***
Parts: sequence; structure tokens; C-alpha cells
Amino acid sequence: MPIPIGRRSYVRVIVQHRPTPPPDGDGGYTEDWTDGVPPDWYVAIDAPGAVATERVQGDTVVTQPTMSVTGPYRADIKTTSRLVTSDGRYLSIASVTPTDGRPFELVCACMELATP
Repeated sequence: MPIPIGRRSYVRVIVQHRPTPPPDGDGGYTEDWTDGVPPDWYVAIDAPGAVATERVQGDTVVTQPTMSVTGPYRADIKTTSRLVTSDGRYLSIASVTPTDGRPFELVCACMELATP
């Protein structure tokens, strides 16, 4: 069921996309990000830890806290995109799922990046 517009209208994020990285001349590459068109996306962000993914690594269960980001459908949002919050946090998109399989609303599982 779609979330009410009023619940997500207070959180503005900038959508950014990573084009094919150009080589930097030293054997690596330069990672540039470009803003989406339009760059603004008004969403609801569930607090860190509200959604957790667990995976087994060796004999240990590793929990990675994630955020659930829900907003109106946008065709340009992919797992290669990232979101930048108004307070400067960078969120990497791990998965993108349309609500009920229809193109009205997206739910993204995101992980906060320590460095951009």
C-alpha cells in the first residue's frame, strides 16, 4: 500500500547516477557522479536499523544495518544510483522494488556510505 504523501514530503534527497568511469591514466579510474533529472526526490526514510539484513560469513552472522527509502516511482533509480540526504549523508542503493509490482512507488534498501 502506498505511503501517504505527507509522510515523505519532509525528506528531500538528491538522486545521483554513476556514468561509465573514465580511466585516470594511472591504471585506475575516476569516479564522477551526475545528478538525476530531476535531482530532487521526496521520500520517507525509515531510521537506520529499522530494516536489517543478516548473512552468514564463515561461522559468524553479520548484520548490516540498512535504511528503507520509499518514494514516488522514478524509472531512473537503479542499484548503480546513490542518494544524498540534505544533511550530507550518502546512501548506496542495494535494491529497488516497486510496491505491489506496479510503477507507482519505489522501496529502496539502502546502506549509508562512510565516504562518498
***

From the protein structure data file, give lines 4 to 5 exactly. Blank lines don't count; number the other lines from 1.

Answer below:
């Protein structure tokens, strides 16, 4: 069921996309990000830890806290995109799922990046 517009209208994020990285001349590459068109996306962000993914690594269960980001459908949002919050946090998109399989609303599982 779609979330009410009023619940997500207070959180503005900038959508950014990573084009094919150009080589930097030293054997690596330069990672540039470009803003989406339009760059603004008004969403609801569930607090860190509200959604957790667990995976087994060796004999240990590793929990990675994630955020659930829900907003109106946008065709340009992919797992290669990232979101930048108004307070400067960078969120990497791990998965993108349309609500009920229809193109009205997206739910993204995101992980906060320590460095951009």
C-alpha cells in the first residue's frame, strides 16, 4: 500500500547516477557522479536499523544495518544510483522494488556510505 504523501514530503534527497568511469591514466579510474533529472526526490526514510539484513560469513552472522527509502516511482533509480540526504549523508542503493509490482512507488534498501 502506498505511503501517504505527507509522510515523505519532509525528506528531500538528491538522486545521483554513476556514468561509465573514465580511466585516470594511472591504471585506475575516476569516479564522477551526475545528478538525476530531476535531482530532487521526496521520500520517507525509515531510521537506520529499522530494516536489517543478516548473512552468514564463515561461522559468524553479520548484520548490516540498512535504511528503507520509499518514494514516488522514478524509472531512473537503479542499484548503480546513490542518494544524498540534505544533511550530507550518502546512501548506496542495494535494491529497488516497486510496491505491489506496479510503477507507482519505489522501496529502496539502502546502506549509508562512510565516504562518498